The solid bounded above by the cylinder z=4-x^2 and below by the paraboloid z=x^2+3y^2.
For these problems, you need to know what the volume looks like - I find it helps to draw a diagram.
The limits for the first or innermost integral (with respect to z) are, of course, $\displaystyle x^2+3y^2$ to $\displaystyle 4-x^2$.
Next, you need to know the intersection of the two surfaces, which is given by $\displaystyle 4-x^2=x^2+3y^2$, or $\displaystyle 2x^2+3y^2=4$, an ellipse. This is the area you need to cover with the other two integrals.
Let's integrate with respect to y next. For a given x, what is the range of y? All you have to do is solve the ellipse equation for y as a function of x, which gives you two points - the bottom and the top of the ellipse. Those are your limits of integration with respect to y.
For the outermost integral, you just need the range of x that you're dealing with, which is just where the ellipse crosses the x axis - setting y=0 gives $\displaystyle 2x^2=4$, so $\displaystyle x=\pm\sqrt{2}$, which are your limits of integration for x.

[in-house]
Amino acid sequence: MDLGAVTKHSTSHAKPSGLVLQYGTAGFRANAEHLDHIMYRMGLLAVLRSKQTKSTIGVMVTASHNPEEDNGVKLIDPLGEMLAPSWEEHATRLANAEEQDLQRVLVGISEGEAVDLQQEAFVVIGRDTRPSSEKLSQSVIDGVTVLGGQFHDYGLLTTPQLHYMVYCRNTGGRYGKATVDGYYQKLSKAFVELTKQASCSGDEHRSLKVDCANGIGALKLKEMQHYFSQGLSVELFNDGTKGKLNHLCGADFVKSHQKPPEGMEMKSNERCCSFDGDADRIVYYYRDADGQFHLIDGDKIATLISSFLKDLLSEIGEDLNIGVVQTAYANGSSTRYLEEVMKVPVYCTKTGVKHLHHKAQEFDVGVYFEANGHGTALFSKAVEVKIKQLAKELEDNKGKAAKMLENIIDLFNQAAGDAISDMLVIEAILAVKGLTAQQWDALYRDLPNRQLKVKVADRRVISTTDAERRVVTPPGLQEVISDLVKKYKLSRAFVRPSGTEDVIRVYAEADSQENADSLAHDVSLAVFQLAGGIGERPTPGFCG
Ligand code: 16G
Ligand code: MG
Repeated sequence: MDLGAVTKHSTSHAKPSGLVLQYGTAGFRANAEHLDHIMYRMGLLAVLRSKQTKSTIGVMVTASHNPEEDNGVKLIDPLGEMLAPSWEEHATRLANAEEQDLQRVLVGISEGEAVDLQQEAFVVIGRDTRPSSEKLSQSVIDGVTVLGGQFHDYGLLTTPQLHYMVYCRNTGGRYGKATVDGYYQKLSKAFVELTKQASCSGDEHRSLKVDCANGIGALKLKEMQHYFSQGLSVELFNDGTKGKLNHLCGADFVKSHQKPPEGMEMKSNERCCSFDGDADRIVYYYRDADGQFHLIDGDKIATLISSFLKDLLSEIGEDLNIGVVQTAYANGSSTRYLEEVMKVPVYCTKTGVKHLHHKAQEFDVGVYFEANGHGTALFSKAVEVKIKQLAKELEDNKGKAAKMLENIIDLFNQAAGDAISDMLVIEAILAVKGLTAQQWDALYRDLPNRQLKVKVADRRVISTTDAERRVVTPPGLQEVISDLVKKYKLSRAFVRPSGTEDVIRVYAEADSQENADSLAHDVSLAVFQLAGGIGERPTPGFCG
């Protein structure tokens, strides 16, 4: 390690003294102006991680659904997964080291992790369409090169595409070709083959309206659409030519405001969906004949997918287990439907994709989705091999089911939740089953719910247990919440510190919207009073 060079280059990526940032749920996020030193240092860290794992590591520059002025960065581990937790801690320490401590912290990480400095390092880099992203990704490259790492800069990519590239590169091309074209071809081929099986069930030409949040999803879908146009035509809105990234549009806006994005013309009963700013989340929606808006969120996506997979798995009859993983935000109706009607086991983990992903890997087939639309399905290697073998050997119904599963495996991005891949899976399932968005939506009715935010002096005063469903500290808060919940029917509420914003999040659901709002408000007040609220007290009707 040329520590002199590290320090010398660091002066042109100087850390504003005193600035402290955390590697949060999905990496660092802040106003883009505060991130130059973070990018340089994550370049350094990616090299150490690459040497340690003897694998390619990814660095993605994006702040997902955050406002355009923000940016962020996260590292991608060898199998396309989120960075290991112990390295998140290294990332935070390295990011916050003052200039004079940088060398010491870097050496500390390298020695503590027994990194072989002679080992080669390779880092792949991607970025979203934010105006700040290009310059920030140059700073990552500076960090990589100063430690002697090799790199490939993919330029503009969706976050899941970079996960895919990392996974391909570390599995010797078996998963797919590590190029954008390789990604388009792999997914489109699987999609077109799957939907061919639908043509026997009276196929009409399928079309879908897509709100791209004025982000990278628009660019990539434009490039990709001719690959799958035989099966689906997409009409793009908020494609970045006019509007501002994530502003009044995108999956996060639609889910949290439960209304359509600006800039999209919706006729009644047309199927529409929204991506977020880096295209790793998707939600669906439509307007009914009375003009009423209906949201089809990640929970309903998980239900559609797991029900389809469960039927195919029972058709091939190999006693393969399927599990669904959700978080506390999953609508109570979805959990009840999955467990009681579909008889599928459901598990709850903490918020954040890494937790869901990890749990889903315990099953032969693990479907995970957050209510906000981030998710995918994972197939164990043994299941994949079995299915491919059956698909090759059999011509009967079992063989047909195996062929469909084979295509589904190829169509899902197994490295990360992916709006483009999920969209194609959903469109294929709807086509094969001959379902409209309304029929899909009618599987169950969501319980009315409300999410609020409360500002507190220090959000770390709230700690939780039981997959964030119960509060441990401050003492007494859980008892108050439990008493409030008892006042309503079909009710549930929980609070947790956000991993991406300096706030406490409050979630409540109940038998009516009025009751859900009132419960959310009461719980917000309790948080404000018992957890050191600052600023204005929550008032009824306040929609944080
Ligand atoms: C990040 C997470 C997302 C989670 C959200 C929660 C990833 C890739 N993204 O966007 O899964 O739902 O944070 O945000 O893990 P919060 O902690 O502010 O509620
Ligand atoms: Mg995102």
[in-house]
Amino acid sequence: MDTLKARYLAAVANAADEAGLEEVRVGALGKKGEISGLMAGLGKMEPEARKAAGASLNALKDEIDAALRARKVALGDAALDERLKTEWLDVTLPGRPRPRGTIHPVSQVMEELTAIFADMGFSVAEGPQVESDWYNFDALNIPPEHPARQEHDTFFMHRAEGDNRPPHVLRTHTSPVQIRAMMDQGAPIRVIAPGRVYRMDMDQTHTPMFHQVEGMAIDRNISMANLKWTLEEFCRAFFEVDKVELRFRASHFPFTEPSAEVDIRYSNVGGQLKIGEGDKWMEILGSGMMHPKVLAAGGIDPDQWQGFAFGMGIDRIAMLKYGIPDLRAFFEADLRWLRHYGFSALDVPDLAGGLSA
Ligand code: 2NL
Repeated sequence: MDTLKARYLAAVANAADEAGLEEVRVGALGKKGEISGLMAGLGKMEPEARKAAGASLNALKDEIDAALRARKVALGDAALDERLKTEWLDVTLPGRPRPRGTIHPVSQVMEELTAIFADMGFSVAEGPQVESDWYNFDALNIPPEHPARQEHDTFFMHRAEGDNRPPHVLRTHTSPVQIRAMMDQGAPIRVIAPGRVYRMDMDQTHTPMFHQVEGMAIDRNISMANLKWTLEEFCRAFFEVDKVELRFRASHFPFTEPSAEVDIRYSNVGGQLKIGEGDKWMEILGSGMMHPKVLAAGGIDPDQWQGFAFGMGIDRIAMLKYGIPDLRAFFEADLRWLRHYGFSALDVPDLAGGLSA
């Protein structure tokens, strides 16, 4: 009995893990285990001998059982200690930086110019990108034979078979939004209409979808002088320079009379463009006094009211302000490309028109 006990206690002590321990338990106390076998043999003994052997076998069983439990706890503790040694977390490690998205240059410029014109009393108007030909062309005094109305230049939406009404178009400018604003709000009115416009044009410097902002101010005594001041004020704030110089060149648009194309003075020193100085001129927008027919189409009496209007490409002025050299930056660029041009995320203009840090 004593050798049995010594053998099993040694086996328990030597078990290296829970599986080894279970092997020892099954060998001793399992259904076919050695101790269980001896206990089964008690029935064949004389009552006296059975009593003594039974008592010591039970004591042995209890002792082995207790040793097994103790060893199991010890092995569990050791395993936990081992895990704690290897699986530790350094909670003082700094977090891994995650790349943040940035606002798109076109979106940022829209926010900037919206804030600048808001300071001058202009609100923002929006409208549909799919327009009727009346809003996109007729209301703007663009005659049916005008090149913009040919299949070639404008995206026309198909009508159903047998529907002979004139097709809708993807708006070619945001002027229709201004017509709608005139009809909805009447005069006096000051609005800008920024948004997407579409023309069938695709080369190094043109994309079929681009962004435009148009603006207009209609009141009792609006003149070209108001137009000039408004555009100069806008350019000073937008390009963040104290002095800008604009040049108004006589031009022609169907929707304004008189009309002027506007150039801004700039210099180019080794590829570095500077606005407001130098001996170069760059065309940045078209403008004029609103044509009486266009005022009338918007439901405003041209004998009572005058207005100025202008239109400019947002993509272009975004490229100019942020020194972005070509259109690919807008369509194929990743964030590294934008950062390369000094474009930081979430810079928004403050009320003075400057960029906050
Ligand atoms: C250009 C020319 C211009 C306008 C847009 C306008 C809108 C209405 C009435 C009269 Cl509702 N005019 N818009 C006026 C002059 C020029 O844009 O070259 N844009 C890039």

I like to think of these problems as adding up tiny cubes of volume. Each cube is labeled with its coordinates (x,y,z). First you add up the cubes from the bottom $\displaystyle x^2+3y^2$ to the top $\displaystyle 4-x^2$ to make "sticks" of different lengths, labeled with coordinates (x,y). Then you add up the sticks, and for each x, the sticks have a range of y coordinates. Adding up the sticks makes "plates", which are now labeled with x coordinates only. So the final step is to add up all the plates. The plates have different shapes, but the limits of integration just tell you which plates to choose. I suppose that might not help you, but that's how I think of it.
Post again in this thread if you're still having trouble.
- Hollywood